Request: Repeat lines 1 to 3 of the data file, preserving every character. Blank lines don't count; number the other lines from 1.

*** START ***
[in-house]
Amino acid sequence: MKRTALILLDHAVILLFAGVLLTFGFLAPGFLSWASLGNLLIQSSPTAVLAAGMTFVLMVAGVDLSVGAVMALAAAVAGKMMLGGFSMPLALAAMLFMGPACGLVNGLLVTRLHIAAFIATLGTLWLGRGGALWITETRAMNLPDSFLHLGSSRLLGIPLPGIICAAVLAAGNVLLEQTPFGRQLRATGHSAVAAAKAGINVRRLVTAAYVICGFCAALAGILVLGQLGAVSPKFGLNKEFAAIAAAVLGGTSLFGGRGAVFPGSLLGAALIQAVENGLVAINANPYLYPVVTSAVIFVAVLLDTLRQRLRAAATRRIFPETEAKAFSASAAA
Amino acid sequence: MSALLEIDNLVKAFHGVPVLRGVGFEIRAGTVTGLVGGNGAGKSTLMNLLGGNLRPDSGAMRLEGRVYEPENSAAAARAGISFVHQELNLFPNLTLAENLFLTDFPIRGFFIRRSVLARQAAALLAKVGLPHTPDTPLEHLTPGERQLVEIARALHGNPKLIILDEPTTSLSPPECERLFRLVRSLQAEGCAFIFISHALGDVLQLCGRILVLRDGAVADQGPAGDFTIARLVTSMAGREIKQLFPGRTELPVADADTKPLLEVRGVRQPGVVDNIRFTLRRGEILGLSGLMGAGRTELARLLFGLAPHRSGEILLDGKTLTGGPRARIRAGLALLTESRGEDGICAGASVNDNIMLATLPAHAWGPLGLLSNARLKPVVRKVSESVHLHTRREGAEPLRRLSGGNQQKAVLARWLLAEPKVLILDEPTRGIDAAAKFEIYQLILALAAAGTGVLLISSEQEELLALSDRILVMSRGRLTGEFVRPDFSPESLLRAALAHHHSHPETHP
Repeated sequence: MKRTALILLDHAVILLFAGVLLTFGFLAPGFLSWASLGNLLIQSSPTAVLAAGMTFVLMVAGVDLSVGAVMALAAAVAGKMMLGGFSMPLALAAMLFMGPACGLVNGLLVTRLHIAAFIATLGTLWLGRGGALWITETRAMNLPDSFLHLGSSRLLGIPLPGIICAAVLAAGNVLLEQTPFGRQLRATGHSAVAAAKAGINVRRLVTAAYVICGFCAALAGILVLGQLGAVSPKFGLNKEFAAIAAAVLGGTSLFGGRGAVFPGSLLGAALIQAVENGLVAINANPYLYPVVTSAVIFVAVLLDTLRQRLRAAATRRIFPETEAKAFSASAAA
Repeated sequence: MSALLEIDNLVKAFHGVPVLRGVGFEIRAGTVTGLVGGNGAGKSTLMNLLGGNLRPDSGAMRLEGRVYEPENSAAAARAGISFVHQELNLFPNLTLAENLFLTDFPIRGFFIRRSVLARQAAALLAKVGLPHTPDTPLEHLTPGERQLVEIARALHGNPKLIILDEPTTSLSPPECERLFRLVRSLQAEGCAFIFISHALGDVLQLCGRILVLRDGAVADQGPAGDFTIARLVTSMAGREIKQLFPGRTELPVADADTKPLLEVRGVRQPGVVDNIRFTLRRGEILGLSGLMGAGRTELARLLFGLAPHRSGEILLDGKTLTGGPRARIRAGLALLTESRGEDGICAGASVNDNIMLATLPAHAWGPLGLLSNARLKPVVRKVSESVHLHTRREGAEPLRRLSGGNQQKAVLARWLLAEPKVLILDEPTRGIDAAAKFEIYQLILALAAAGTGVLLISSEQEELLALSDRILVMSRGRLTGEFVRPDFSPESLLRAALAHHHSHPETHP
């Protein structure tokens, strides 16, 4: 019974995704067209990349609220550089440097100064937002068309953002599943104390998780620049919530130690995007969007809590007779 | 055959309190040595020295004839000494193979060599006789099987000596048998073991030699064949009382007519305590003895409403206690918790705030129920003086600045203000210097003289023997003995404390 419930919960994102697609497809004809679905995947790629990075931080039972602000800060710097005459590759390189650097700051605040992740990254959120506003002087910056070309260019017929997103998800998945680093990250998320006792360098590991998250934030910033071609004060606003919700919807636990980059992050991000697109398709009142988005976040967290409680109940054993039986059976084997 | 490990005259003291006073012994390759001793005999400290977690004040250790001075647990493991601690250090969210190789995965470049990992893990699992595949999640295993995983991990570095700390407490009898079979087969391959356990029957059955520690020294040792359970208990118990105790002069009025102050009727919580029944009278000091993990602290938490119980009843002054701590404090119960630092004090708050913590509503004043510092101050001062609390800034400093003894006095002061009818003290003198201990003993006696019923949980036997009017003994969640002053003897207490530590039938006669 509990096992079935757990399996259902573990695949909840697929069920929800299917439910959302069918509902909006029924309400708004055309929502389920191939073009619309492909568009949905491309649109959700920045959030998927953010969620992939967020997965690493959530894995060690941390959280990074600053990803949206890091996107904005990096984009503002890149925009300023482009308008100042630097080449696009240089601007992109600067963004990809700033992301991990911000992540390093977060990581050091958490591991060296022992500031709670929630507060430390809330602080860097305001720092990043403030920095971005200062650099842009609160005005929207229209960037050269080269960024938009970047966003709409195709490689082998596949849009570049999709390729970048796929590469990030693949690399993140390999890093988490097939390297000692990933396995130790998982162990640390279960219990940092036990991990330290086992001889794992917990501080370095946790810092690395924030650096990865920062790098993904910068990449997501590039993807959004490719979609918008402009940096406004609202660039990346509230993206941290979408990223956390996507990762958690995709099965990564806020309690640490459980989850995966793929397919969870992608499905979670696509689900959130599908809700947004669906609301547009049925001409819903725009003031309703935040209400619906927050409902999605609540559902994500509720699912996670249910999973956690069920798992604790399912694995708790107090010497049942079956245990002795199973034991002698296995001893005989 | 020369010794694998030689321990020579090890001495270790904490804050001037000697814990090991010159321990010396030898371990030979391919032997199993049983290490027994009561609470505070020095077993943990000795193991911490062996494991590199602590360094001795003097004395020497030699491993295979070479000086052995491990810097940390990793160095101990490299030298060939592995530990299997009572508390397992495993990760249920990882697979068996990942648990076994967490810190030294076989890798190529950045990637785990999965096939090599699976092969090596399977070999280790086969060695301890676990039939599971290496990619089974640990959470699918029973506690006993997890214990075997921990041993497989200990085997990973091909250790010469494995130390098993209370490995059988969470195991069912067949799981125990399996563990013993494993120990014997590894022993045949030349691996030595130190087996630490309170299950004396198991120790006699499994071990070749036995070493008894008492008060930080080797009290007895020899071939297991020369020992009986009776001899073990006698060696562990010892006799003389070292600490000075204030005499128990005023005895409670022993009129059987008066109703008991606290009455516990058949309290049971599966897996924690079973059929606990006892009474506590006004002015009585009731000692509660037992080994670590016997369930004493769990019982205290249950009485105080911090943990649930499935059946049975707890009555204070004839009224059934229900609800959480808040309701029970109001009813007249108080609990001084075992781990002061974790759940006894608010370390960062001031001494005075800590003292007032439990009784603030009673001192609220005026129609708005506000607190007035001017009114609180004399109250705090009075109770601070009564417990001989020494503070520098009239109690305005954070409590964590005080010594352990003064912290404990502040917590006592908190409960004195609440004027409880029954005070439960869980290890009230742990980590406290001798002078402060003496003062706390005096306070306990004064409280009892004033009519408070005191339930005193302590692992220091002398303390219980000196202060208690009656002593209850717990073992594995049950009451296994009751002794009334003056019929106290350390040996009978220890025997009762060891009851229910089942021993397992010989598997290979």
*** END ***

[in-house]
Amino acid sequence: MKRTALILLDHAVILLFAGVLLTFGFLAPGFLSWASLGNLLIQSSPTAVLAAGMTFVLMVAGVDLSVGAVMALAAAVAGKMMLGGFSMPLALAAMLFMGPACGLVNGLLVTRLHIAAFIATLGTLWLGRGGALWITETRAMNLPDSFLHLGSSRLLGIPLPGIICAAVLAAGNVLLEQTPFGRQLRATGHSAVAAAKAGINVRRLVTAAYVICGFCAALAGILVLGQLGAVSPKFGLNKEFAAIAAAVLGGTSLFGGRGAVFPGSLLGAALIQAVENGLVAINANPYLYPVVTSAVIFVAVLLDTLRQRLRAAATRRIFPETEAKAFSASAAA
Amino acid sequence: MSALLEIDNLVKAFHGVPVLRGVGFEIRAGTVTGLVGGNGAGKSTLMNLLGGNLRPDSGAMRLEGRVYEPENSAAAARAGISFVHQELNLFPNLTLAENLFLTDFPIRGFFIRRSVLARQAAALLAKVGLPHTPDTPLEHLTPGERQLVEIARALHGNPKLIILDEPTTSLSPPECERLFRLVRSLQAEGCAFIFISHALGDVLQLCGRILVLRDGAVADQGPAGDFTIARLVTSMAGREIKQLFPGRTELPVADADTKPLLEVRGVRQPGVVDNIRFTLRRGEILGLSGLMGAGRTELARLLFGLAPHRSGEILLDGKTLTGGPRARIRAGLALLTESRGEDGICAGASVNDNIMLATLPAHAWGPLGLLSNARLKPVVRKVSESVHLHTRREGAEPLRRLSGGNQQKAVLARWLLAEPKVLILDEPTRGIDAAAKFEIYQLILALAAAGTGVLLISSEQEELLALSDRILVMSRGRLTGEFVRPDFSPESLLRAALAHHHSHPETHP